Leaders who have experienced coaching can easily state their opinion about whether or not the development strategy had a positive impact. After all, effective coaching can be the best experience leaders have ever had in terms of supporting their own development and growth.
But actually measuring the impact of leader growth can be tough. For example, how does an organization measure the potential improvement of a leader’s influence on her team if she learns to stop belittling them? Or how a leader who elevates his executive presence will make a bigger contribution to the organization? Or how much improving communication will affect the profitability of a company?
Can the true impact of coaching be measured?
The answer is: it depends. Here are three key steps organizations can take to simplify the measurement process.
- Be specific. What exactly does the organization want to change? Now be more If that change is successful, what will be the quantifiable outcome? Now put a dollar amount to the change.
- Be clear with the leader/coachee about expectations. Specify the new behaviors and outcomes desired. It’s not enough to say improve communication. With whom? To what end? What would the improvement look like? What specific behaviors are necessary? How will the organization know that the change has been made?
- Follow through. Engage appropriate people in the organization to observe and report on behavior change. An observer could be an HR business partner, a mentor of the leader being coached, a supervisor, or a member of the board. Ensure these observers are clear on expectations and outcomes. Provide tools, resources, and information on how to measure outcomes. Leaders need eyes and ears in the organization, as well as their coach, to help ensure changes made are on target to meet expectations.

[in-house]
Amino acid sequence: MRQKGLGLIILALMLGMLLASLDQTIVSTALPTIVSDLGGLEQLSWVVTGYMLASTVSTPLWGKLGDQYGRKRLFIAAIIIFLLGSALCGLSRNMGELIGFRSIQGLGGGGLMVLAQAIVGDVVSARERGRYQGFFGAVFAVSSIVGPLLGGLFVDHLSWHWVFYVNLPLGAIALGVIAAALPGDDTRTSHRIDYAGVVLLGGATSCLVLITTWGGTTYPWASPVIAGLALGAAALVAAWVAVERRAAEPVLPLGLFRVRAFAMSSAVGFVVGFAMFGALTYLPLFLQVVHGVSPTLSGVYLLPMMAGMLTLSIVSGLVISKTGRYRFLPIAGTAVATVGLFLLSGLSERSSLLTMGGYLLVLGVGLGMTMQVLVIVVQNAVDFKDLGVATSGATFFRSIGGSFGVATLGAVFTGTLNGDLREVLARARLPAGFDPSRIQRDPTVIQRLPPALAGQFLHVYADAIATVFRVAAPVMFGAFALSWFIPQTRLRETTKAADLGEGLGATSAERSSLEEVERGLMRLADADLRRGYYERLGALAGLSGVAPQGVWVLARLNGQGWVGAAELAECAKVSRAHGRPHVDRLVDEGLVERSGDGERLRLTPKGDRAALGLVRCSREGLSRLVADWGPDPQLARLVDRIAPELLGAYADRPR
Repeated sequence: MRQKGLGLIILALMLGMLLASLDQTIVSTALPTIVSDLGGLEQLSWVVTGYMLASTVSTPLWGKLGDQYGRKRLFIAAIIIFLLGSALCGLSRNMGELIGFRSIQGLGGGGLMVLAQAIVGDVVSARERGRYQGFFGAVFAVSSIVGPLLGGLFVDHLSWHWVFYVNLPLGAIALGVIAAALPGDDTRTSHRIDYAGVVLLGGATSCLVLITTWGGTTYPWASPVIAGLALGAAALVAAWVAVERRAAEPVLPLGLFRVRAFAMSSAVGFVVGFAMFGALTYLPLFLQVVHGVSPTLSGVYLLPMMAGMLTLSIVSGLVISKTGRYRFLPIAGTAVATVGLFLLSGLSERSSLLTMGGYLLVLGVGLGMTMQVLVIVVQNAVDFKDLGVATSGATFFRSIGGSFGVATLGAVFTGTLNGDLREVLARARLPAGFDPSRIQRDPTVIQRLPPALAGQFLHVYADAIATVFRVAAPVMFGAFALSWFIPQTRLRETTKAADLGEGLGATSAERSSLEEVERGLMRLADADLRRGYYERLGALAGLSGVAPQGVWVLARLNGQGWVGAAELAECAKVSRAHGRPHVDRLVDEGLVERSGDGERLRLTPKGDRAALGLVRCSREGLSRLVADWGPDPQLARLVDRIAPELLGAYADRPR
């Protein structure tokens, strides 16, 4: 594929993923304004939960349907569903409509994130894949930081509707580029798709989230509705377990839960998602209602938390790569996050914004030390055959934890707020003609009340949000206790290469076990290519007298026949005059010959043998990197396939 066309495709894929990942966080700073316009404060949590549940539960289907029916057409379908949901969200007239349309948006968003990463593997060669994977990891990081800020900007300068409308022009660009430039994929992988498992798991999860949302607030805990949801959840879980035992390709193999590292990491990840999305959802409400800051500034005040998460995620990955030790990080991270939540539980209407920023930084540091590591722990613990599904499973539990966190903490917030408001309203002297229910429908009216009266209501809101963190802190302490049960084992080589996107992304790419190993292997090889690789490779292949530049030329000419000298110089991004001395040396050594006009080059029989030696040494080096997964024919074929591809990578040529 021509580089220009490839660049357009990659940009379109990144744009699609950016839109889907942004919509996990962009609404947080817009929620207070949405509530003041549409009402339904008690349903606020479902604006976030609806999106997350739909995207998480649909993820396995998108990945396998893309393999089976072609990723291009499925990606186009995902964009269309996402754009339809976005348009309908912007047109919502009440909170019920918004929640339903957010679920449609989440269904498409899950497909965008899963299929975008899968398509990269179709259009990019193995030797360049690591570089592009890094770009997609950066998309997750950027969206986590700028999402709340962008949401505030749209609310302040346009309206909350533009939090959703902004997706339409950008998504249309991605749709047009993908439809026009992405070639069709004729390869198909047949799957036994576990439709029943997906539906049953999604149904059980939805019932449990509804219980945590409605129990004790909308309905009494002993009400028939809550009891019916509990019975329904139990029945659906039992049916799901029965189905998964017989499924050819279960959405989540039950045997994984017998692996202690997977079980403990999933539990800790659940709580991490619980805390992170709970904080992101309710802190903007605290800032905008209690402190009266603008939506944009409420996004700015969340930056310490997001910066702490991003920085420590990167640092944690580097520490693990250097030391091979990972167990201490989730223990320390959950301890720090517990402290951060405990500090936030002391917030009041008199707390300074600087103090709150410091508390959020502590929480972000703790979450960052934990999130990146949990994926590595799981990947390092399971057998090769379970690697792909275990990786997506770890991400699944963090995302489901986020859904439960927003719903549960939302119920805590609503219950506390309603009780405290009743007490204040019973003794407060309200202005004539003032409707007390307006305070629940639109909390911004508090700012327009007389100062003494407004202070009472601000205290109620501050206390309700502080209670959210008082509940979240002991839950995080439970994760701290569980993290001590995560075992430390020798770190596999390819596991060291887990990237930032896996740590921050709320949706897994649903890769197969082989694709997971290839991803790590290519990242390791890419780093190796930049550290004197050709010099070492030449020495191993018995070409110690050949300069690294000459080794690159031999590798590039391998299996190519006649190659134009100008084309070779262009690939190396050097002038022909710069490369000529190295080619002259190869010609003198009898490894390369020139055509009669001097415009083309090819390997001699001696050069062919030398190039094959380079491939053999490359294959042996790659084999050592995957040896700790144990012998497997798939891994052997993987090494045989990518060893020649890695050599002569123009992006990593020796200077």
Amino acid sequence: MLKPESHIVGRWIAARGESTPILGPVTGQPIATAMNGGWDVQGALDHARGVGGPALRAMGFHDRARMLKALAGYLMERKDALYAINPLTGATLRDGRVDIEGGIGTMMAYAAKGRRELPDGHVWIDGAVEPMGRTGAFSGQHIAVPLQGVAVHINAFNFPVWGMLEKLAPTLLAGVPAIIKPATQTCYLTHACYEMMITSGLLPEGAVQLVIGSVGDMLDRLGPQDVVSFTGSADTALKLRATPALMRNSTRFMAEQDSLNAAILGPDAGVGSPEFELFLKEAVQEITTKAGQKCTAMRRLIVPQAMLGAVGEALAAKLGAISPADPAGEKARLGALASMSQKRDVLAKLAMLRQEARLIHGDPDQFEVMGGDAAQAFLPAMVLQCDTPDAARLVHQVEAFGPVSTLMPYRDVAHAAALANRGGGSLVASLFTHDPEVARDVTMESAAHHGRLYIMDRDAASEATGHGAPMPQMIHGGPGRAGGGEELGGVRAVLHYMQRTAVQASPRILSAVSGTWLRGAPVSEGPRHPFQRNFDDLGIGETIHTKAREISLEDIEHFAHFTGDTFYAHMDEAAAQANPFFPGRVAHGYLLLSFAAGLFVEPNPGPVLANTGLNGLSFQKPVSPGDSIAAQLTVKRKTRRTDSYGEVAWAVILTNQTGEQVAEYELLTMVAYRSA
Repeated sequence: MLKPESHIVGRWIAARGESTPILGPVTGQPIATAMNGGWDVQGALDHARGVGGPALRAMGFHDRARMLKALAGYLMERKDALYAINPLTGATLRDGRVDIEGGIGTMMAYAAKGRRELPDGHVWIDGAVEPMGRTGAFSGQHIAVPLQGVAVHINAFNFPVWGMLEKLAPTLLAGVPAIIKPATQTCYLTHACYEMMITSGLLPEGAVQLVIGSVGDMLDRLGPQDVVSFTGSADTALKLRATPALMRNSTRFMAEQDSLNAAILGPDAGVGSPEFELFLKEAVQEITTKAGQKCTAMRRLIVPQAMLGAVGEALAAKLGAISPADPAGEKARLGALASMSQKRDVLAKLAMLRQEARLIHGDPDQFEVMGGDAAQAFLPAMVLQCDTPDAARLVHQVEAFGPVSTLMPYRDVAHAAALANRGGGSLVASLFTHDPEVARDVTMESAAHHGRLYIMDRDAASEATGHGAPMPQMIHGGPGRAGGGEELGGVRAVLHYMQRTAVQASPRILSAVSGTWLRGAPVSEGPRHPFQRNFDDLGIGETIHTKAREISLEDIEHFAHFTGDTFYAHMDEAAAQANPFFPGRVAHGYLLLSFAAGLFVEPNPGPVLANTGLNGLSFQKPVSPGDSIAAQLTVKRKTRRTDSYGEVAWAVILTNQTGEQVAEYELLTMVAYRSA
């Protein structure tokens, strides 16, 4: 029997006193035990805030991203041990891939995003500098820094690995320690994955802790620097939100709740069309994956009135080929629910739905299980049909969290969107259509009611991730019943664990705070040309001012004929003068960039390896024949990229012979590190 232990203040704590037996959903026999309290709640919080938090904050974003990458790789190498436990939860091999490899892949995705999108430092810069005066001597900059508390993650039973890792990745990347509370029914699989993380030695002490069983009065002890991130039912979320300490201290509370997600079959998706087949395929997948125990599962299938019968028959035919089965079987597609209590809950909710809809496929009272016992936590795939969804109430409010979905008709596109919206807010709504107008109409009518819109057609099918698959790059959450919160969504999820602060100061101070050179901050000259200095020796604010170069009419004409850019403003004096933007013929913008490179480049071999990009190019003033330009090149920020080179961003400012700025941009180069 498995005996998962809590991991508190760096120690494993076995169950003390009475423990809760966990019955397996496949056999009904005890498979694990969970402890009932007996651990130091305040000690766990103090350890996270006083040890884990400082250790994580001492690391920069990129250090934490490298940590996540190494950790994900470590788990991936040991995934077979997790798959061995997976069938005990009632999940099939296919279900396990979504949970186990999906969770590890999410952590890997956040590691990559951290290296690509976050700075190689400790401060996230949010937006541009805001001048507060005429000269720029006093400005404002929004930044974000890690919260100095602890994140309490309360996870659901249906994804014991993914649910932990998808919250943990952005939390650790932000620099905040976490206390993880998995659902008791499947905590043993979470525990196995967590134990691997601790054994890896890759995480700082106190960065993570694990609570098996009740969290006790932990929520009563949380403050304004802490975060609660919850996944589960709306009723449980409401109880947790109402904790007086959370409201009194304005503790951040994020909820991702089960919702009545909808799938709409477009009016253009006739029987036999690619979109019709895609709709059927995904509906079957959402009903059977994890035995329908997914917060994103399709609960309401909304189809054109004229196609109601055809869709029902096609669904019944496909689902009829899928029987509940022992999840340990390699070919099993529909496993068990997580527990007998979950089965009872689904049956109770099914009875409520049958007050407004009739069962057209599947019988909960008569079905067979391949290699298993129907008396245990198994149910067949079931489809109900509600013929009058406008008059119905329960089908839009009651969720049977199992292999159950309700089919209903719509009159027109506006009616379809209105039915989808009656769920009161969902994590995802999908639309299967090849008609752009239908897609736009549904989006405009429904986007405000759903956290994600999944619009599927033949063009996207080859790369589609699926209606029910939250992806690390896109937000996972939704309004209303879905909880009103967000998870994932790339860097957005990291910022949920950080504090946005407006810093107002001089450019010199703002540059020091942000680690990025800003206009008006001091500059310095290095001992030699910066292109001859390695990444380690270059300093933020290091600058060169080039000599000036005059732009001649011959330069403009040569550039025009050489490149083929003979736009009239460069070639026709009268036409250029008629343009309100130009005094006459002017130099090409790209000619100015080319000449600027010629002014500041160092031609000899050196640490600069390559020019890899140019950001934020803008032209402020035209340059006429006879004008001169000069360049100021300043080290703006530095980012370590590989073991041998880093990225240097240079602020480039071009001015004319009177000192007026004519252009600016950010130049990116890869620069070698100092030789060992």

The cornerstone of coaching is confidentiality—but this does not mean the leader being coached is left on their own to grow, learn, and develop without organizational insight. Being explicit on the front end about outcomes and ensuring all parties are in agreement about goals helps with measurement and evaluation when coaching is finished; i.e.:
- Here is the specific target that was set.
- Did the coachee meet the target?
- Has the impact of that outcome been observed?
- Has it been sustained over time?
Paying more attention at the beginning of any coaching engagement will make it simpler to measure and evaluate at the end.
About the Author
Patricia Overland is a Coaching Solutions Partner with The Ken Blanchard Companies’ Coaching Services team. Since 2000, Blanchard’s 150 coaches have worked with over 14,500 individuals in more than 250 companies throughout the world. Learn more at Blanchard Coaching Services. And check out Coaching Tuesday every week at Blanchard LeaderChat for ideas, research, and inspirations from the world of executive coaching.
About the Author
Patricia Overland is a Senior Coach for The Ken Blanchard Companies. She is a frequent contributor to Blanchard’s LeaderChat blog and Revolve Blog for The Booth Company. Patricia has also had her work published in Chief Learning Officer magazine.More Content by Patricia Overland